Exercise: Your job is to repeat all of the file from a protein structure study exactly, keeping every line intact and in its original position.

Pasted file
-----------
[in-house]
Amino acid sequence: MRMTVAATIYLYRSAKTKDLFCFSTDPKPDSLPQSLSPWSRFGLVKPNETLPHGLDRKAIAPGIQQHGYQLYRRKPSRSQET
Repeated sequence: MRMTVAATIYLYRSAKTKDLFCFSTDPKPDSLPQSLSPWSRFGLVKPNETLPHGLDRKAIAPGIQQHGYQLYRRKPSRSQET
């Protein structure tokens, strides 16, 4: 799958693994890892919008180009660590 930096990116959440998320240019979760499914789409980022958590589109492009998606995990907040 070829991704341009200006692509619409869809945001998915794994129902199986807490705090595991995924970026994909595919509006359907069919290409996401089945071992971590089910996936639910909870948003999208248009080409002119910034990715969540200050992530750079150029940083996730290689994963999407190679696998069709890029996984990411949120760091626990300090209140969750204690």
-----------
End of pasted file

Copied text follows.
[in-house]
Amino acid sequence: MRMTVAATIYLYRSAKTKDLFCFSTDPKPDSLPQSLSPWSRFGLVKPNETLPHGLDRKAIAPGIQQHGYQLYRRKPSRSQET
Repeated sequence: MRMTVAATIYLYRSAKTKDLFCFSTDPKPDSLPQSLSPWSRFGLVKPNETLPHGLDRKAIAPGIQQHGYQLYRRKPSRSQET
């Protein structure tokens, strides 16, 4: 799958693994890892919008180009660590 930096990116959440998320240019979760499914789409980022958590589109492009998606995990907040 070829991704341009200006692509619409869809945001998915794994129902199986807490705090595991995924970026994909595919509006359907069919290409996401089945071992971590089910996936639910909870948003999208248009080409002119910034990715969540200050992530750079150029940083996730290689994963999407190679696998069709890029996984990411949120760091626990300090209140969750204690």